I’ve been a student of the classical guitar since the mid 1980’s, and of metta, or Buddhist loving kindness practice for almost that long. There are a number of things they have in common, and so I thought I’d bring these two subjects together, and let each shine their light on the other…
First of all,
Music and metta both come from an overflowing heart
The notes you see on a page, even if they are played in time, are not yet music – they need love to make them come alive.
In a similar way, the phrases we repeat, by themselves are not metta, or loving kindness. As I heard Ajaan Pasanno say, the object in metta is the feeling we can generate, which is one of warmth, and of kindness.
Both music and loving kindness come from an overflowing of joy, of gratitude to our teachers and traditions, and of generosity. Both feel to me like a gift.
When we practice metta, we’re the first ones to benefit from it
In time, metta can and should improve all our relationships, but the practice simply starts at home, with ourselves. This is just like how it is with music too, where before anyone else gets to enjoy your playing, you get to appreciate and delight in it.
Both music and metta take discipline
There was something unique in formal music training that I’d never heard about with other kinds of music. Before, I played whenever I felt like it, but with classical study, I learned that people aim to practice consistently, however they happen to be feeling. In metta, and in any other meditation practice also, the foundation is made up of having regular practice, and not just sitting whenever we’re so inspired. This way we get to meet all our different states and qualities, and bring them into the practice.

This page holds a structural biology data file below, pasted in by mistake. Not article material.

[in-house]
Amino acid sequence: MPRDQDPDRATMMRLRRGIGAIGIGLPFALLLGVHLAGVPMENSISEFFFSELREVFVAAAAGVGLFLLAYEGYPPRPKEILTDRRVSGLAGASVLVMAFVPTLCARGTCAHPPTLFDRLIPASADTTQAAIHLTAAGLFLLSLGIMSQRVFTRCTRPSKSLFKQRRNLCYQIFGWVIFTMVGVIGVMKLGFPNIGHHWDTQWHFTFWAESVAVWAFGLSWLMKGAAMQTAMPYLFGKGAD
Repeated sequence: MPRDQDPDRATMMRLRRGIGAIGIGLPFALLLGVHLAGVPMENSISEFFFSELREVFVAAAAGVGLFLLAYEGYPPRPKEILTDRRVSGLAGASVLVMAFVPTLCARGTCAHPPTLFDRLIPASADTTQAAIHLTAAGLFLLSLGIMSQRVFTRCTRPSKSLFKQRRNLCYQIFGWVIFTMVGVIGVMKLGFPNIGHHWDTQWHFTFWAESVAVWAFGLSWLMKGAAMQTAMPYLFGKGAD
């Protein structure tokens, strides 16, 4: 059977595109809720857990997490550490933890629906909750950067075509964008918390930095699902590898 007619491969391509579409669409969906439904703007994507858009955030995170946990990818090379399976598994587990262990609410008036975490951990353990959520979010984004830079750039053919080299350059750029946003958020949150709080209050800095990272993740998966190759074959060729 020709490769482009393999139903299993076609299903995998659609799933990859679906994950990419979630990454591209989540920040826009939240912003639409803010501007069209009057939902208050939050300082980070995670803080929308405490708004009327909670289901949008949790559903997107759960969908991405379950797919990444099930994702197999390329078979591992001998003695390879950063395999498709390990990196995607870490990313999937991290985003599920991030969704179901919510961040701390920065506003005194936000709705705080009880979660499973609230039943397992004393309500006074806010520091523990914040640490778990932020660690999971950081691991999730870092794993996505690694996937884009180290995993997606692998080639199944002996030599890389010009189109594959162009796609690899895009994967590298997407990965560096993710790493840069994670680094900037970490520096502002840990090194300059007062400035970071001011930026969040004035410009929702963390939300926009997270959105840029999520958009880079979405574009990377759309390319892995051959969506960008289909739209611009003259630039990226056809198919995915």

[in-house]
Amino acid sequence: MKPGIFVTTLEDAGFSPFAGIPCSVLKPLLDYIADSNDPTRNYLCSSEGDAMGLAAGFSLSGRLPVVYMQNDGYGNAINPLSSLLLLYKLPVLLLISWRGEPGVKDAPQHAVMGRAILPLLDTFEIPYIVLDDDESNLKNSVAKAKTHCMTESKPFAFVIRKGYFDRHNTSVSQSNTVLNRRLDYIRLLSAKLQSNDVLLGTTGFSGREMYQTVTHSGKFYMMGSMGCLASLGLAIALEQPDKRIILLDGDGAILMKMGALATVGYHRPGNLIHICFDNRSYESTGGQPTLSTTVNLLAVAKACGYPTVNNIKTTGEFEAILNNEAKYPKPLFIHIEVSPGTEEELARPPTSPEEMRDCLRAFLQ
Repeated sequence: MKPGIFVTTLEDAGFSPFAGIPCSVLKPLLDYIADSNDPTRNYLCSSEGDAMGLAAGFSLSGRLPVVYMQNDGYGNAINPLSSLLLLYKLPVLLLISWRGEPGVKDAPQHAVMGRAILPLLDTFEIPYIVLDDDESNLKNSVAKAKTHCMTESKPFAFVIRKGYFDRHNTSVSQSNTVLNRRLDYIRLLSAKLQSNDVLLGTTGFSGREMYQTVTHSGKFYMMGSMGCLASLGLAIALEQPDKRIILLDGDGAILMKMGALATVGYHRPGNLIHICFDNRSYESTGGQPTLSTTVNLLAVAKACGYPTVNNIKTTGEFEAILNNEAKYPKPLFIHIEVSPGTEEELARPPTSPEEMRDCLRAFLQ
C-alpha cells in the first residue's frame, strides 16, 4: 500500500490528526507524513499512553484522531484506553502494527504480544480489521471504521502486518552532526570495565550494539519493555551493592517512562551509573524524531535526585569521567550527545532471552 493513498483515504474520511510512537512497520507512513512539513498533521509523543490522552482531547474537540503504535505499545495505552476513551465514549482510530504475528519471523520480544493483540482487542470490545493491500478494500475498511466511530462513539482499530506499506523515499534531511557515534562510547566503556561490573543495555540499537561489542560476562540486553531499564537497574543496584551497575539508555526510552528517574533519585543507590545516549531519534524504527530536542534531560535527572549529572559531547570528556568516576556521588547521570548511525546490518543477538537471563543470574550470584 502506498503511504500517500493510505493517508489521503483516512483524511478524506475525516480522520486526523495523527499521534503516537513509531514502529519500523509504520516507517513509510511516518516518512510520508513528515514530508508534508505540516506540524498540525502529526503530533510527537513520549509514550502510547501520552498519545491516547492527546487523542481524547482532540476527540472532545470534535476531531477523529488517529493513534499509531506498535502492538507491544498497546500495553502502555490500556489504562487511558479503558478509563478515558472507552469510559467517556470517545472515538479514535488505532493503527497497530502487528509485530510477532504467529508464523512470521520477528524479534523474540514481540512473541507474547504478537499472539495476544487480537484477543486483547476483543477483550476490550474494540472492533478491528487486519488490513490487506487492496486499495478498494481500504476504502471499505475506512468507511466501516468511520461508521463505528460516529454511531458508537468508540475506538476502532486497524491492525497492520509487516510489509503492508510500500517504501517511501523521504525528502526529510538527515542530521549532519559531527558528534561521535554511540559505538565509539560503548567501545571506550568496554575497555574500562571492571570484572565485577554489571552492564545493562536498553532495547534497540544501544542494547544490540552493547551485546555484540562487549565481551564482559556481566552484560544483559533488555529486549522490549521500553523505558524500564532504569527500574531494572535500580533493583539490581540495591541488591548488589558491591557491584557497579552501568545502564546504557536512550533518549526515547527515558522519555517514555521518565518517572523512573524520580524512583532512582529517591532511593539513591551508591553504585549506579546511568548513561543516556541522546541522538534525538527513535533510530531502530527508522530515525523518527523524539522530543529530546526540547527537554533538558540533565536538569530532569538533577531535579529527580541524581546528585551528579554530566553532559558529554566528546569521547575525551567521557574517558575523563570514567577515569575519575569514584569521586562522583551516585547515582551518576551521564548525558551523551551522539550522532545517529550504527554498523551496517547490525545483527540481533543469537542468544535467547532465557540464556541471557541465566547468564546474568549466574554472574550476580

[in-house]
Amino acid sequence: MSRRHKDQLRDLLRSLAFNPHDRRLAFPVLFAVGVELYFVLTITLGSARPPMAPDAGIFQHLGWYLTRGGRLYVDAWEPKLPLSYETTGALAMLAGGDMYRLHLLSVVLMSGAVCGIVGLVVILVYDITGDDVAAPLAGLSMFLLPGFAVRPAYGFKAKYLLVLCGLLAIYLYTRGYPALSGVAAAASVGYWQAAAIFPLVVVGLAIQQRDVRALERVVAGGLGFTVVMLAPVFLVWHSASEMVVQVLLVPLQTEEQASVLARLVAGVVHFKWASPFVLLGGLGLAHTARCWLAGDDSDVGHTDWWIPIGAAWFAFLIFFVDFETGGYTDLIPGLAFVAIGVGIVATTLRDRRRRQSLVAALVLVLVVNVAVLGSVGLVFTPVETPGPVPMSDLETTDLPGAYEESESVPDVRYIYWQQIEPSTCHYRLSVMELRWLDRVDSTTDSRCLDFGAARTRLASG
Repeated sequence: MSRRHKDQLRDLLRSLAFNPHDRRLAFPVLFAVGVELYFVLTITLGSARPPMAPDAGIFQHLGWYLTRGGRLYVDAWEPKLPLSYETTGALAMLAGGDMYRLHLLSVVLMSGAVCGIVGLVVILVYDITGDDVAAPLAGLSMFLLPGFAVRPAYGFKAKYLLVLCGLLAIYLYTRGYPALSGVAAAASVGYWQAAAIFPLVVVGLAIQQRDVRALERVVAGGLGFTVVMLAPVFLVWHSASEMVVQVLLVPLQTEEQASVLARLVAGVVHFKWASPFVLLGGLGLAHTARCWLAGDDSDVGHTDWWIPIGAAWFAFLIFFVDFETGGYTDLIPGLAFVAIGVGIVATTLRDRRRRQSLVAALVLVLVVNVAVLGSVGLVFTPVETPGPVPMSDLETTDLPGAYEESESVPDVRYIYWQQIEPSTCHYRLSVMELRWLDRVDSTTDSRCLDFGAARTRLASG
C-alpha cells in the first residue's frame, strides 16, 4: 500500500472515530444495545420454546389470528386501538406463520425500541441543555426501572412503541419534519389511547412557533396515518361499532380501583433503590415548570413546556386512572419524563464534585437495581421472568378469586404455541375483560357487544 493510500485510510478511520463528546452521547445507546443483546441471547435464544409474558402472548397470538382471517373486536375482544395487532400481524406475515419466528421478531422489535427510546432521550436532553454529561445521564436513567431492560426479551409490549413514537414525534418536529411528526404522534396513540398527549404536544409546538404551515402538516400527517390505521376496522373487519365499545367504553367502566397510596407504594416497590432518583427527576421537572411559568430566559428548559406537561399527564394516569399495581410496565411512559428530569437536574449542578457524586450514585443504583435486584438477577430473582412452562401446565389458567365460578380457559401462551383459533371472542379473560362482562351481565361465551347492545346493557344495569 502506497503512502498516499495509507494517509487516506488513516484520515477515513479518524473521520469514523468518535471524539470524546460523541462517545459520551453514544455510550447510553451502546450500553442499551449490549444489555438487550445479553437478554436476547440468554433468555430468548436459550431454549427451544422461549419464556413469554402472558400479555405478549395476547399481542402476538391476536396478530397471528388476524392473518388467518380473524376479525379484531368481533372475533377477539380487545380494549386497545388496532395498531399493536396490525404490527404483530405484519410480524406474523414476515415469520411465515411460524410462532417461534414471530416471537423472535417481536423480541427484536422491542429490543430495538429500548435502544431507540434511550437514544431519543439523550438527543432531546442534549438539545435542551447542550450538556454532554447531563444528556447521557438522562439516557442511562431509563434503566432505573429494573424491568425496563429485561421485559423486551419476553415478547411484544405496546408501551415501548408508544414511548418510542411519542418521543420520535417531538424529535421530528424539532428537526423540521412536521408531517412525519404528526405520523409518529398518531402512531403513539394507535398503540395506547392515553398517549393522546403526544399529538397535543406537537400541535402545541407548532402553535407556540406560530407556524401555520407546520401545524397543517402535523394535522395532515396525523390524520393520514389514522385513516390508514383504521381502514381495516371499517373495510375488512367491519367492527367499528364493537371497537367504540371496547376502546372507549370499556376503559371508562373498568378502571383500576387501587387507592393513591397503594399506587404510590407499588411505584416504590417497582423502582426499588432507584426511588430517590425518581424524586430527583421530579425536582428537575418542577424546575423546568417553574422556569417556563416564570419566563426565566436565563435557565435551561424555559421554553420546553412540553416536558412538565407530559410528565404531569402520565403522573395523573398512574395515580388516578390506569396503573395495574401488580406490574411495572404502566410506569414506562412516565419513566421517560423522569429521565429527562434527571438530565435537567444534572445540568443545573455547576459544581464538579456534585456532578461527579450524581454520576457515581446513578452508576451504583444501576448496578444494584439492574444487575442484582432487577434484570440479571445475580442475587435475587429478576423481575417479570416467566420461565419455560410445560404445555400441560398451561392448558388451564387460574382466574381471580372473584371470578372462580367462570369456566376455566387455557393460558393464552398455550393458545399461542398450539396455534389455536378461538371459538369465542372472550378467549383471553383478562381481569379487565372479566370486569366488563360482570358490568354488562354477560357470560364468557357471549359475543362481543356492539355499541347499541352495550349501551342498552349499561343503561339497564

Metta and music both take concentration
I remember one teacher telling me the adage that ‘half an hour of concentrated study is worth more than hours of practice when you’re tired or distracted’. The same is true in meditation. It’s more productive to keep a good quality of attention than to have longer sessions.
Both have a method to follow
To my lasting gratitude, there is a method that’s been developed to advance in playing my instrument. People have looked at the elements of playing and figured out how to approach its full development, step by step.
In the same way, metta practice has a method that works gradually, one step at a time.
In both, what’s difficult is separated out so that it can be worked with. There’s a rule in music study, that if something is difficult, and we can break it down into manageable parts, we can learn to play it, and this builds confidence over time.
In both, there can be beauty in simplicity
A clean line, a simple phrase, good tone, a clear idea – all these can be surprisingly uplifting. Similarly, we don’t need a complicated meditation practice. Sometimes a simple practice is more effective, and if we do it well.
It is as Rumi said,
The beauty of a carefully sewn shirt
is the love that it contains
Here we can see the advantage of being gently process oriented, as opposed to goal oriented. As Thich Nhat Hanh has taught, practice should be enjoyable, then we’re sure to see good results.
In both, be creative and make it your own
In both metta and in formal music training, we’re encouraged to keep making progress